Michael L. Telson
Vice President Energy and Advanced Concepts, General Atomics
Affiliation and years of experience in energy and/or environment:
Since 2010 I have been working in government relations for the General Atomics Company of San Diego. But I have been involved with energy, economics and environment issues since 1970 when I took MIT Economics Professor Morris A. Adelman's energy economics course as a graduate student. It was quite a revelation to me when I realized that how we should think about resource supplies is as much, if not more, a function of economics rather than geology. I came to understand that it is simply a fact that all we know about a given resource is always a function of the technology available at any given time, the luck society has had exploring for that resource, plus the economics of further exploring and developing that resource.
Before that, I had started my Ph.D. thesis on the economics of alternative reliability levels for electric generation systems, in large part, because I thought that essentially no work had been done in the field since the 1930's, and I sensed that the underlying reality had changed sufficiently that there were many interesting issues to be explored. My thesis committee included faculty from the electrical engineering department along with others from the Sloan School of Management.
After I earned my Ph.D. in 1973, I won a new fellowship from the American Association for the Advancement of Science (AAAS) to work in the US Congress for a year, where I joined the US Senate Energy Committee. It was a momentous energy year because the Arab Oil Embargo began only 6 weeks after I arrived in DC. The following Congress was nearly as interesting, so I decided to stay to learn a bit about the House of Representatives, and was hired by the new US House Budget Committee to do its energy work.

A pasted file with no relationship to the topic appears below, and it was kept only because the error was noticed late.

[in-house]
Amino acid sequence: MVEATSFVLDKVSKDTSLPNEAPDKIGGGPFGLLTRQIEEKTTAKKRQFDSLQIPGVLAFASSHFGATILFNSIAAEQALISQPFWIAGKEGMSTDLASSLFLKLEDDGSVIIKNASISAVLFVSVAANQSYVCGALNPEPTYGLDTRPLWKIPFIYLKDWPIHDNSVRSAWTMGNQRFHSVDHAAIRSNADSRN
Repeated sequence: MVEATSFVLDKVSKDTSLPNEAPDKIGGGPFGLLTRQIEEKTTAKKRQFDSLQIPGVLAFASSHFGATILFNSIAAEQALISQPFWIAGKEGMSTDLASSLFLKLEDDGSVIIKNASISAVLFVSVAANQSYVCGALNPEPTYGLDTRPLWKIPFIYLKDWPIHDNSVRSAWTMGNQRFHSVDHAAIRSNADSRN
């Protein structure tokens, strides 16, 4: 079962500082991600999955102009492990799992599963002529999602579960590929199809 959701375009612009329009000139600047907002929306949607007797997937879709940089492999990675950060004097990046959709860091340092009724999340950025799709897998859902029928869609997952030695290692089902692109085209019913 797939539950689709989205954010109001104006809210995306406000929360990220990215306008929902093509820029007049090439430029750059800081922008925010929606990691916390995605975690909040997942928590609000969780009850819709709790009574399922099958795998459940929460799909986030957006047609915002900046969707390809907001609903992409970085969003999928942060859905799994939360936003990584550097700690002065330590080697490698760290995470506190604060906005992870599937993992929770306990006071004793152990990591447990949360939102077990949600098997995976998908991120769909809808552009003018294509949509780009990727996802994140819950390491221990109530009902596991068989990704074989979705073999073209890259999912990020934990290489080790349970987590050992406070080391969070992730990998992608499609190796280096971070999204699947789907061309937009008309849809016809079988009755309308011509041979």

After President Carter decided to make energy legislation his first important legislative initiative, Speaker Tip O'Neill (D-MA) created the ad hoc Committee on Energy to enact broad energy legislation responding to Carter's initiative. I was asked to staff the Chairman of that committee, Cong. Thomas Ludlow "Lud" Ashley of Toledo, Ohio. It was a fascinating assignment - the issues were analytically interesting, the politics extremely complicated, and the personalities fascinating. I had never had to deal with such an assortment of issues and people, and had to learn the art of compromise while doing your best to adhere to principle.